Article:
Much like elephants, some of whom are just jerks.

Not all the animals in the game are dicks though. The bird you can use to tactically survey maps is a familiar but awesome addition. Ubisoft have a trend of adding similar features across a range of their games, and this is one I can get behind. The Far Cry Primal bird was kind of rehashed in Ghost Recon Wildlands with drones, and now it’s back as a bird in AC Origins. But hey, it’s a cool mechanic for scouting a level and planning your assassination, so I’m a fan.  

When it comes to actually being a lethal assassin boy, the level design in Origins makes the variety of weapons at your disposal pretty damn exhilarating to use. As with past AC games you have a fair bit of choice for how you take on a target, and picking the right tool for the job is something that is worth weighing up for practicality and fun. If you’re taking on a small army, you might want to drop the blunt weapon and dual wield swords for aggression and speed. Or if you’re like me, you’ll just sneak around firing arrows at everyone from the shadows.


Now it’s time for the mandatory 2017 “look at these naughty microtransactions” part of the review. It’s kind of hard to avoid games selling stuff to you now, which really sucks. It sucks a lot, especially in an open world single player game.

Most of the microtransactions in AC Origins are cosmetic items that you can get in-game anyway according to Ubisoft. However, the micro menu has a habit of loading up when you’re trying to customise your character with regular old clothing. On several occasions I opened the menu hoping to quickly equip a new sword, only for the store to pop open and show me all the loot I could be spending my money on. I’m sure this was just me accidentally hitting the wrong combo of buttons, but once you’re in, leaving isn’t a quick process, and for those like me who adore alternate costumes, it’s a sinister temptation.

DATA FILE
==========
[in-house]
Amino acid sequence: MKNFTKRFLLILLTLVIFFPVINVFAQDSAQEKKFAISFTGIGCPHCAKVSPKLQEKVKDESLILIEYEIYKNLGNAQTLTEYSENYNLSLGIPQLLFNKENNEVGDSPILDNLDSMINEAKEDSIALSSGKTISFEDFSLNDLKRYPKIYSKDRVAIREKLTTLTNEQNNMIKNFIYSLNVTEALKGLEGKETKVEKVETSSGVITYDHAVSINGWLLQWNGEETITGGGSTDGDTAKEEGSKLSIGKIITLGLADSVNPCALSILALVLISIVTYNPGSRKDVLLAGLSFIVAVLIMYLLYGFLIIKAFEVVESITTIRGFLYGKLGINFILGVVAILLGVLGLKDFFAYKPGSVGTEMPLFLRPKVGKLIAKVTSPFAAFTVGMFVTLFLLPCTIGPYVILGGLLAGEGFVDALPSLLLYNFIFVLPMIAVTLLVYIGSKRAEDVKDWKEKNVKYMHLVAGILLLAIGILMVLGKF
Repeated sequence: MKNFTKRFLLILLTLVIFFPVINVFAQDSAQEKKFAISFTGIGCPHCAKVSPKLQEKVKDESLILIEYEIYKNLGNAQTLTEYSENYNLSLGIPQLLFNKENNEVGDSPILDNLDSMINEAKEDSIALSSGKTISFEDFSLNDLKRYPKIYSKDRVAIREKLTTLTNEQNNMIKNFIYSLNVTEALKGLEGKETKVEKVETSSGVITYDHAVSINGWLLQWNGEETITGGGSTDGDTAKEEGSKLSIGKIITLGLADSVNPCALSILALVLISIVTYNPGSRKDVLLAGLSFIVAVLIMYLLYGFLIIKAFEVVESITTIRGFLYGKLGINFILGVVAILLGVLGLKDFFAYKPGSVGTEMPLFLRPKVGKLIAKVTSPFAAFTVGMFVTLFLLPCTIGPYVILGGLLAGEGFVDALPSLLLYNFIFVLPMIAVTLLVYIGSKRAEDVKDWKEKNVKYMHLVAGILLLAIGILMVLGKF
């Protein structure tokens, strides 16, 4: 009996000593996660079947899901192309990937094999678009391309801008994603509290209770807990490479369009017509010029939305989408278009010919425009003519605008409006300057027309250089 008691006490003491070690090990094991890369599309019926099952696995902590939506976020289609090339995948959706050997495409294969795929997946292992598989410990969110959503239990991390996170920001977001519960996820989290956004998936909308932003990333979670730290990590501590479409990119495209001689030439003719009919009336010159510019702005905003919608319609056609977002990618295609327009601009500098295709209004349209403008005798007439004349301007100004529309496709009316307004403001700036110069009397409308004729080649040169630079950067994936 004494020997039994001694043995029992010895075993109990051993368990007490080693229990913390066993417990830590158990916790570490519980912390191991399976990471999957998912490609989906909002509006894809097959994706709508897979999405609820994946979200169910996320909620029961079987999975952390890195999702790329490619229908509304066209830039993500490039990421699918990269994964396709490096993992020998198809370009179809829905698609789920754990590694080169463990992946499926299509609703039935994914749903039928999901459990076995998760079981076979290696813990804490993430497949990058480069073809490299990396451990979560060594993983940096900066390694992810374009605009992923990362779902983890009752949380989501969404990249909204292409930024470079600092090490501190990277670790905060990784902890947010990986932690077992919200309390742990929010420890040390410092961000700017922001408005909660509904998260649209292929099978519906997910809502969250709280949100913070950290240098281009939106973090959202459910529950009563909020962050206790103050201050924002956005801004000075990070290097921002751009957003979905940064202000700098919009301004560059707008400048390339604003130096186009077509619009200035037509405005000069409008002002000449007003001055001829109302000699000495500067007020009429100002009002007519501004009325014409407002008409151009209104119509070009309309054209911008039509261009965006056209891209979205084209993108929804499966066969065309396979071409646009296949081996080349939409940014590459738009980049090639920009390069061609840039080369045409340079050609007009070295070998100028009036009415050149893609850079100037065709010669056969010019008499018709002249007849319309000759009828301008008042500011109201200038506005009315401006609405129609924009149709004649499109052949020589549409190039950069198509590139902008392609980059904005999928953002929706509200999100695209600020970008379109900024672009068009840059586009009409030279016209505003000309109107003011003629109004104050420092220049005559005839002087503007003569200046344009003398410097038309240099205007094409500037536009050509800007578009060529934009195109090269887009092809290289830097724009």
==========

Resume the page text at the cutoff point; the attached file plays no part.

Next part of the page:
Overall, Assassin’s Creed Origins is Assassin’s Creed at its finest. The sheer magnitude and beauty of the world, with roaming and dangerous wildlife is worth experiencing, even if you’re not a fan of previous titles in the franchise.


  • Beautiful world
  • Compelling story
  • Good variety in gameplay


  • Camel is a moron
  • Suffers from typical Ubisoft overstuffing of maps
  • Microtransactions are intrusive


Assassin's Creed Origins features a gorgeous open world that realises its Ancient Egyptian setting exceptionally well. The gameplay and narrative are strong, and act almost like a greatest hits compilation of the series. Unfortunately, downsides include the classic Ubisoft overstuffing of maps and mandatory microtransactions, but in the end this is still a title I would strongly recommend for fans of open world RPGs and action games.

Mummify Charlie on Twitter @clbraith, and don’t forget to follow LoadScreen on Twitter and like us on Facebook.